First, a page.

It’s the economy, dear reader. The economy has been and will be, once more, the major consideration for Bulgarians when they go to the polls on 26 May. Twelve years after Bulgaria joined the EU club, Brussels still seems a bit distant for citizens of the South-Eastern European state due to a variety of economic and political factors. However, one general sentiment of Bulgarian citizens when it comes to the EU, has prevailed ever since the country’s accession: that catching up with the rest of the European states and moving closer to the “heart of Europe” has to be equivalent to tangible economic and social benefits, which should be felt by all Bulgarian citizens across the country.
When it comes to the EU, the Union enjoys solid support in Bulgaria. On the whole, Bulgarian citizens support the idea of the European project, and alongside their membership of NATO, see it as a welcome alternative to their past Soviet membership and dependence. Yet in 2018, only 51% of Bulgarian citizens indicated they see themselves as citizens of the EU, a number which contrasts starkly with Luxembourg’s 93%, for example. Why then, do Bulgarians support the EU, yet still not feel like they are fully a part of it?
Economically, Bulgarian citizens have enjoyed stable economic growth for several years now, as well as continued wage increases and rising private consumption. Even so, Bulgarians are well aware that working and social conditions in other EU states might offer better prospects. In addition to some dissatisfaction on this, there is also growing concern among the population that this would have a negative impact on the country’s labour force, as many Bulgarian citizens increasingly choose to study, work and live elsewhere in Europe.
In addition to domestic economic factors, however, there are also political factors which reinforce the feeling of incomplete European integration in Bulgaria. The Member State is not yet part of two of the more exclusive EU membership clubs: Schengen and the Eurozone. Both have become hot topics in recent debates around the EU elections, with voters trying to determine which political candidates can deliver best on inching the country closer to membership. While joining both clubs will be based on Bulgaria meeting certain technical criteria (with some arguing that the ones for Schengen have already been met), the decision for both will ultimately be a political one. The reason for this political decision, on the other hand, lies in the assessment of EU leaders on how well Sofia has managed to deal with key obstacles and persisting weaknesses: that of corruption, difficulties in implementing judicial reforms, and lack of financial transparency.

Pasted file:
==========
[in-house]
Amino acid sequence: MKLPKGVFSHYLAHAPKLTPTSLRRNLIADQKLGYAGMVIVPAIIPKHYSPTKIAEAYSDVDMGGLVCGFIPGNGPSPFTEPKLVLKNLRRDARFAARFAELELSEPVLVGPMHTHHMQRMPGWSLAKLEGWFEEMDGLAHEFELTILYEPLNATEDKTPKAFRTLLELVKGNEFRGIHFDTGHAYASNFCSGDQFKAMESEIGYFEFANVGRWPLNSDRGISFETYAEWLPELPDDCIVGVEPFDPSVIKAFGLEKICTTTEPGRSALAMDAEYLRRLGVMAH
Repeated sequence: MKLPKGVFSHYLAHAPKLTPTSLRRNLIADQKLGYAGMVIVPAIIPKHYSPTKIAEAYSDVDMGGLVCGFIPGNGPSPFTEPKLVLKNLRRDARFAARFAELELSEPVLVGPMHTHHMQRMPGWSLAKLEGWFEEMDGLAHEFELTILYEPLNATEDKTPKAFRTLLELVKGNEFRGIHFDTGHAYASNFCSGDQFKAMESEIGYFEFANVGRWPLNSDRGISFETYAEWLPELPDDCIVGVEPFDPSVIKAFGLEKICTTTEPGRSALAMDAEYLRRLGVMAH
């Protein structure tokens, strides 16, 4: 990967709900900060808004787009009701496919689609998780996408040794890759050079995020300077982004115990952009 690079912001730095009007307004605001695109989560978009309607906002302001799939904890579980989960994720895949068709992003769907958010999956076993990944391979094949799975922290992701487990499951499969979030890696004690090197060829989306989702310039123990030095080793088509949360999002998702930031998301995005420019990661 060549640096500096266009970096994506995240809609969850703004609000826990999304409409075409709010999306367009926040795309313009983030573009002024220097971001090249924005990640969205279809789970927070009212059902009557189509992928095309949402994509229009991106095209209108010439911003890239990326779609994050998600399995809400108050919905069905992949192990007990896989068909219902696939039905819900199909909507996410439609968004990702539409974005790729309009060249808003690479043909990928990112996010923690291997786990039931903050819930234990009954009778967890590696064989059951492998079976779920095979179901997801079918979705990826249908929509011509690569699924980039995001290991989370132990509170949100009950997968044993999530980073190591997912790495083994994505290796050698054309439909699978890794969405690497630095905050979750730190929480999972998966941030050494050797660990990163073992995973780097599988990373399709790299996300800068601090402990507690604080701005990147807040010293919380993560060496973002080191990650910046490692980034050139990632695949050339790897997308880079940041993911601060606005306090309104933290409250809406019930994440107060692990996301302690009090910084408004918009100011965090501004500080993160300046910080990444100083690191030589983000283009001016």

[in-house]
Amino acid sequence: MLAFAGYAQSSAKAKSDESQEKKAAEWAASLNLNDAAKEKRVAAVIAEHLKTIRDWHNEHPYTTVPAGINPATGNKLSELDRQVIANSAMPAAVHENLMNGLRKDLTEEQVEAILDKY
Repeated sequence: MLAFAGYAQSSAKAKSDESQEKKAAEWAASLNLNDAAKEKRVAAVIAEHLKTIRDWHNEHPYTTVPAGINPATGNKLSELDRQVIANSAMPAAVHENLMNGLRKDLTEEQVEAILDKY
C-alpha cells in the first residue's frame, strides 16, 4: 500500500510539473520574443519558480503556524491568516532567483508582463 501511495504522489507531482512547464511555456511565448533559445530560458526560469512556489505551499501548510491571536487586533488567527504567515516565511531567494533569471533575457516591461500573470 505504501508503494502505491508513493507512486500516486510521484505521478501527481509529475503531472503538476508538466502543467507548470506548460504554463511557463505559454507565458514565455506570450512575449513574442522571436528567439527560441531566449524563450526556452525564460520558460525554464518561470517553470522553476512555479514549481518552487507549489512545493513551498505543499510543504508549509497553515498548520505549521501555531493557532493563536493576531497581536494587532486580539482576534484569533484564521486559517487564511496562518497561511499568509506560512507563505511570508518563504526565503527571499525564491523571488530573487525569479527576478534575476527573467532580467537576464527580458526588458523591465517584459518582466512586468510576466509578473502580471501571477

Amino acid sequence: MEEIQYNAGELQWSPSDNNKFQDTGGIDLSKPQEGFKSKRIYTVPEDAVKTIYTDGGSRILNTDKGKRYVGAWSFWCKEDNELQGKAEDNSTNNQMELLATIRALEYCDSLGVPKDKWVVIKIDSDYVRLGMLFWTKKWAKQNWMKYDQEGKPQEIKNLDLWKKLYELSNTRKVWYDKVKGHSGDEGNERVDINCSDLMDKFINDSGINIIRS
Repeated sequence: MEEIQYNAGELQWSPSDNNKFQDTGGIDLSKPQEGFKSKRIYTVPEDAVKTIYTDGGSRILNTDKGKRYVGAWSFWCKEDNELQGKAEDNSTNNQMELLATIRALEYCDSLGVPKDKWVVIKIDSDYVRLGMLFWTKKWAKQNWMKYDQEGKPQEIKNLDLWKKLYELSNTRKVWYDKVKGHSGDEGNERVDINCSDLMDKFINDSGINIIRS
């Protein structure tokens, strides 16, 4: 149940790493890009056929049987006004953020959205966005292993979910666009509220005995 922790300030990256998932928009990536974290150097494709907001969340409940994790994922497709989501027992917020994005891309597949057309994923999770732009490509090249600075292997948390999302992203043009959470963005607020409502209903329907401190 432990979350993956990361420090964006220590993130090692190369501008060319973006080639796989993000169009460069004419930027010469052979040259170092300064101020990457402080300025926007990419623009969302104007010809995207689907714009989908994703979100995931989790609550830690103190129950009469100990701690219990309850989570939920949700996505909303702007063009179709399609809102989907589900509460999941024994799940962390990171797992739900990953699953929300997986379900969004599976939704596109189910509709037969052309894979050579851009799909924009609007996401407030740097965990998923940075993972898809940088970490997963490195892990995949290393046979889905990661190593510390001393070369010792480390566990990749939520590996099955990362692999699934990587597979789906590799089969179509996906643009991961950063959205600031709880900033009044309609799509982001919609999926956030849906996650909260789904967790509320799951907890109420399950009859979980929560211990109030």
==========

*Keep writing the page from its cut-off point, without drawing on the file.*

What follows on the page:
It is for these reasons, that the topics that will come up in the election debates will reflect political actions needed to effectively bridge the gap between Bulgaria and Europe, on the one hand, but also practical economic concerns such as expanding infrastructure projects, improving living standards, boosting economic growth, and thus, attracting investment and business opportunities to the country.
Demonstrating benefits of EU membership through concrete projects, however, would require that EU funding is properly implemented, administrative burdens for businesses are eased, and that investors have the confidence that opaque practices will not present a challenge to their business. It is for the same reason that an additional topic has recently become very popular in Bulgaria: who will head the future European Public Prosecutor’s Office (EPPO). The Bulgarian public hopes that the EPPO, led by a strong personality such as Romanian candidate Ms Laura Kovesi, will become a new EU tool which would effectively investigate financial fraud and deter further mismanagement of EU funds, especially in Bulgaria.
The current threshold for getting one Bulgarian Member of European Parliament elected is 5.8%. Therefore, for the moment, parties that have a realistic chance of securing a spot in the European Parliament are GERB (EPP), the Bulgarian Socialist Party (S&D), DPS (ALDE), VMRO (ECR), and potentially the Democratic Bulgaria coalition, which has not yet indicated its preference for a European political group.
To achieve this goal of integration, future Bulgarian Members of the European Parliament (MEPs) will have to tackle the challenges of the process at two fronts. While some of their political battles will be fought in Brussels and Strasbourg, a further, even more important challenge will have to be addressed back home. It will be crucial for Bulgarian MEPs to present their solutions for ensuring that EU legislation, funding and projects offer the same benefits to all Bulgarian citizens across the country, as they do for other Europeans. This would be essential in convincing voters of the practical change an MEP candidate can bring to Bulgarian citizens and their livelihood, and critical in reminding them of their European identity and the relevance of their vote in a non-national election.
Before casting their ballot on 26 May, Bulgarian citizens will have two key questions for their MEP candidates: how will you ensure that we, the citizens, truly feel like equal members of the EU, and what tangible benefits will further EU integration bring for our economy and society?